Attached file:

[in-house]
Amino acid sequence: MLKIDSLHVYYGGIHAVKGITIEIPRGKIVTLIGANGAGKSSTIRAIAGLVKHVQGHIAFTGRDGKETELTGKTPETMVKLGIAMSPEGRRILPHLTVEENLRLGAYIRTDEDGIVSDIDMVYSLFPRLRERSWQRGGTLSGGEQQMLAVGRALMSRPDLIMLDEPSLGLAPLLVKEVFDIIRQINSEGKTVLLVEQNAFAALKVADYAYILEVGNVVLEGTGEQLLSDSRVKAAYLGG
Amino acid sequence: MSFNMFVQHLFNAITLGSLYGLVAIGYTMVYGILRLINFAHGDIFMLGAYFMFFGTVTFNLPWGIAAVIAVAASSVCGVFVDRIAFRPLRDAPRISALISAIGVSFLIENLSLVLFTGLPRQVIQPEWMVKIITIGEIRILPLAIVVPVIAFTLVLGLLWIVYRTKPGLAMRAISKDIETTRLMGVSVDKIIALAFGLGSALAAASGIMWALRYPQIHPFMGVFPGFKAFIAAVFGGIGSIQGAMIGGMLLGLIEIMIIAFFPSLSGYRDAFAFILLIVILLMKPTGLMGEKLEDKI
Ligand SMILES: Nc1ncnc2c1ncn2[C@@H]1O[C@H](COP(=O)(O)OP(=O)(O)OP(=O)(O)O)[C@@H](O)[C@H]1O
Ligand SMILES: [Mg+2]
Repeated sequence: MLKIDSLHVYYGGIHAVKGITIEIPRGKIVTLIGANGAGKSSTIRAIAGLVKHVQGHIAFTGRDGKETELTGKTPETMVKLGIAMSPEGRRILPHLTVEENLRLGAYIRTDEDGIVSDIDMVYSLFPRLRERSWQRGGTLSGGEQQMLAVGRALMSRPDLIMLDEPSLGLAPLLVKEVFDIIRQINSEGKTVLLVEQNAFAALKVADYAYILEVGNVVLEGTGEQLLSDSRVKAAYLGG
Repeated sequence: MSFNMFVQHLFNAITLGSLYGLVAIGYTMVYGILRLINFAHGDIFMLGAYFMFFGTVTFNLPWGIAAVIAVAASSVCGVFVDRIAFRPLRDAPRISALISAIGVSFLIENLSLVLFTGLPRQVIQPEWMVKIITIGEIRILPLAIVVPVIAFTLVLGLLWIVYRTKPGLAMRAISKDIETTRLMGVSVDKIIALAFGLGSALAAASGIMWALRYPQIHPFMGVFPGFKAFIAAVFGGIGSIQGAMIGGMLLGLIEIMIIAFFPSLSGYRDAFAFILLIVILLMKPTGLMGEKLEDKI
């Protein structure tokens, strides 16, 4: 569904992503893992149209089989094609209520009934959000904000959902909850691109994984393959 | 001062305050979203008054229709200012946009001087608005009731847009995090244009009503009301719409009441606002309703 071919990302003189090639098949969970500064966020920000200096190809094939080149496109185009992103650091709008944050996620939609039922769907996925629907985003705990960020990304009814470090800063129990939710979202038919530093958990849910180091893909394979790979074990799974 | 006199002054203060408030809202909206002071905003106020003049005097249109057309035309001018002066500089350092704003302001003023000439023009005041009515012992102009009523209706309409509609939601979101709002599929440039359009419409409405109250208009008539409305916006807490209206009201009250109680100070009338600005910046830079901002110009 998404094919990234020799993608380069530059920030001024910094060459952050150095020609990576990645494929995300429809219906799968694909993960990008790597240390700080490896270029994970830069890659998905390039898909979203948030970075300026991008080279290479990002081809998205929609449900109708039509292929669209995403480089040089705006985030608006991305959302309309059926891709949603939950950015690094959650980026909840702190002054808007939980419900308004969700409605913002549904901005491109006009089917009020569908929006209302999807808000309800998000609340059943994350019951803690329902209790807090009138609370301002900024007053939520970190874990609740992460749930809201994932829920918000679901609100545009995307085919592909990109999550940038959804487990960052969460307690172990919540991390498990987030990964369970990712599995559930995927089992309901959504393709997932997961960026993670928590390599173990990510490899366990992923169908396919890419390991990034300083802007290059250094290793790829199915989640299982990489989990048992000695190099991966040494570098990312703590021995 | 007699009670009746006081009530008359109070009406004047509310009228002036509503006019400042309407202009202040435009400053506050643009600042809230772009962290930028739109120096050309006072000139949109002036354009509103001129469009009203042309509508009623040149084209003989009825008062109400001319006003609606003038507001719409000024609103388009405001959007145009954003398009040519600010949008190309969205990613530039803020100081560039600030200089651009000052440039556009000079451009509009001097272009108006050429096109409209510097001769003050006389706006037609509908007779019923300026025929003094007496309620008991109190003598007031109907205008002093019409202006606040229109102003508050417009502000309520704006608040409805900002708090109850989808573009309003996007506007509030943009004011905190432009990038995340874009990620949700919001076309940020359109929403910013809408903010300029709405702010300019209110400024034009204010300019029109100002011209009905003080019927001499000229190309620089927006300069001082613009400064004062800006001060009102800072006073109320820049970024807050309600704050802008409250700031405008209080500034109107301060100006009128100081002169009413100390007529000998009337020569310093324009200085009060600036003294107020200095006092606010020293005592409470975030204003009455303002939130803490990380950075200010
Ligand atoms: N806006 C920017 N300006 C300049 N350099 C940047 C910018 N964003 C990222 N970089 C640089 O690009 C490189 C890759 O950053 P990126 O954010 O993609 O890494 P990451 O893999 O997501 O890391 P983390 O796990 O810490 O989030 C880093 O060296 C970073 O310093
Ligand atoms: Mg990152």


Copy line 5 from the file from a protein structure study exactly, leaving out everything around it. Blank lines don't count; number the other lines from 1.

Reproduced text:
Ligand SMILES: [Mg+2]